On a beautiful, calm Wednesday afternoon, I was welcomed into Dorscie Paterson’s home with open arms and a smile as bright as the sun. She is an esteemed volunteer for the Langley Hospice Society.
With the warmth of Mother Nature around us, I asked Dorscie to explain her journey to hospice volunteering. She talked of seeing Elizabeth Kubler-Ross speak at the Orpheum Theatre in Vancouver, as the topic of life and death “fascinated” her. Although this opportunity ignited her interest, it wasn’t until the death of her mother, however, that Dorscie really comprehended the weight of losing a loved one. “I remember a nurse gave me a bundle of my mother’s clothes as I walked out the hospital… I saw a
man walking a dog, a woman driving a car… and all I could think was – don’t they know my mom just died? But of course they didn’t. I needed to talk about it but life was going on for everyone else”.
The need to talk, to share her experience, to cry and be comforted; these were imperative to Dorscie. As a result of these desires, along with time, great effort, and the assistance of other like-minded individuals, Langley Hospice Society was created as a community resource for those seeking support for grief and bereavement. “We literally started in a kitchen”, Dorscie recalls. “We were surrounded with ingredients, but didn’t know if our recipes would be successful – meaning we knew the work we wanted to do was significant, but would people really use us?” As time has shown, the work was not only important, but indispensable. As Langley Hospice Society now celebrates 30 years of community service, I was curious to know what sustains Dorscie’s passion in this work. “It’s the most fascinating work!” she exclaimed.
“To share a journey with these people… anytime you can help, in any way, to ease their journey, that is what you must do. In any way you can. When I am asked ‘how can you do that?’, I wonder why ‘that’ is said with fear. To me, ‘that’ is a gift. I don’t choose to carry this work as a burden. To me, it’s an experience in my life and someone else’s life”.
With a sparkle in her eye and smile from ear to ear, Dorscie shared a few of the many personal volunteer experiences that demonstrated her affection for hospice work. She recounts a time when a physician asked her to speak to “an angry patient”. Dorscie states “all I knew of the patient was that he was a fisherman, and frankly, that’s all I needed to know. I began my conversation with him, with me still standing at the door. I asked him about fishing; a topic that obviously comforted him. As the conversation progressed, I forgot he was described as “angry”. The next thing I know, I am holding his hand, at the side of his bed. With his hard eyes now soft, he asked “will you come back again?” and I told him “you can rest assured, I will be here”.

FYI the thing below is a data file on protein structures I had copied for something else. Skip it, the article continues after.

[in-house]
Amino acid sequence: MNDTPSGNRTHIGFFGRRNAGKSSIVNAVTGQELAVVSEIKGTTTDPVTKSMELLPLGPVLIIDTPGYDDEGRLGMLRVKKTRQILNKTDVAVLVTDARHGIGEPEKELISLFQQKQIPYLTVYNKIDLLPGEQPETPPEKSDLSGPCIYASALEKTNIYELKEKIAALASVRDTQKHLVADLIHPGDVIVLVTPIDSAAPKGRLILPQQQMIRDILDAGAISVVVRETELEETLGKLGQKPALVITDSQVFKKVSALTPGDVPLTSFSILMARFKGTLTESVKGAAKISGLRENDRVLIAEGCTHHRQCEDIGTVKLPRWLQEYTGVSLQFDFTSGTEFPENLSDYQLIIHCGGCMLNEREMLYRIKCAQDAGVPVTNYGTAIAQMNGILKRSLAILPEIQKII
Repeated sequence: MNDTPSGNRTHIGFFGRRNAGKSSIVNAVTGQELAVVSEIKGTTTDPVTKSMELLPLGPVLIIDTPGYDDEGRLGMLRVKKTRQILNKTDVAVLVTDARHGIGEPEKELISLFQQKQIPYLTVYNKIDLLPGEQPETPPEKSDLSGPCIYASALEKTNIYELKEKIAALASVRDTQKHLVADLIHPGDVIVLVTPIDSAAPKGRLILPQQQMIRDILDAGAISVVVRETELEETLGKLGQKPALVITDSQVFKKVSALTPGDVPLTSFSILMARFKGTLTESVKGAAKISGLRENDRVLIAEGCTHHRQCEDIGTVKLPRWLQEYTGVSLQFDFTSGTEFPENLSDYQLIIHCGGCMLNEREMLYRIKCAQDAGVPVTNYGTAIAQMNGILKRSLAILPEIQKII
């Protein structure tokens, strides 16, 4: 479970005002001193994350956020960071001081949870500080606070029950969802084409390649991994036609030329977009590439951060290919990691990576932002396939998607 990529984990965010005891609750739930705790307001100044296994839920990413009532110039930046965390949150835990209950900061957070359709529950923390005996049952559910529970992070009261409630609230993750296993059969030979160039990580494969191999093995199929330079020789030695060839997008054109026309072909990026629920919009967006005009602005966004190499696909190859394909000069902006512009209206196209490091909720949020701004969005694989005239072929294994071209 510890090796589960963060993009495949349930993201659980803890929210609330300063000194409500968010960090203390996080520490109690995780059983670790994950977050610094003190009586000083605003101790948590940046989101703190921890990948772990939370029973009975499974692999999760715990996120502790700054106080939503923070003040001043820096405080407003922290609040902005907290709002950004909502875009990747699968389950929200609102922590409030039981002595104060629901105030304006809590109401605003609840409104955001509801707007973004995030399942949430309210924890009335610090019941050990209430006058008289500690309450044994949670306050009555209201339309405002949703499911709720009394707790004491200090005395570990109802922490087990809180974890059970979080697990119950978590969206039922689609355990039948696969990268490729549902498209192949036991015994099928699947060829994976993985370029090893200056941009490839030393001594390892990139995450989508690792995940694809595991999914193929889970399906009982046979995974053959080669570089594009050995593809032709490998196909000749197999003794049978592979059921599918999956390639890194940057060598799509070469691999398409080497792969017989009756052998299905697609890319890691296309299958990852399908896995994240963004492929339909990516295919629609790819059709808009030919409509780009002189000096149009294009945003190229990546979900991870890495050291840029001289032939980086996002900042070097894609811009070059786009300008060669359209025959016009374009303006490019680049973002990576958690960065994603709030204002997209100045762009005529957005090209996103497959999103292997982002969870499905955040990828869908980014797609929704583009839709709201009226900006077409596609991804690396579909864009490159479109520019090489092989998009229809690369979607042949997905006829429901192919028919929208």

Dorscie shared other experiences of patients, many of whom were described as “angry” or “difficult”, but as she points out, “who wouldn’t be? You’re in a hospital – dying. But are these reflections of patients’ true self? Of course not!” As Dorscie demonstrated, by taking the time to humanize and listen, we, as volunteers, “can provide that breath of fresh air” that patients may be struggling for. She continues, “we (volunteers) must be aware and connect with the flow of the room. Yes, we are there for the patient, but is there a family involved as well? They’re just as important. We must be aware of space, movement, the variation of movement, and acknowledge that the flow is constantly changing”.
In addition to attentive listening, having a genuine interest in hospice work, enthusiasm, Dorscie explains, is just as essential. “You need a certain amount of enthusiasm to not only do the work, but to enjoy it as well”. By acknowledging the power of your presence, ensure that “you look and feel like you want to be there, not that you have to. Remember, this invitation to be a part of [a patient’s] life during this time, is a gift”. She continues to explain that “the best part of life is not just surviving, but thriving, with passion and compassion; humour, style, generosity and kindness from a grateful heart”. Without a
doubt, this certainly sounds like a recipe for success.
Shivani Kaushik, MSW, RSW
Adult Bereavement Coordinator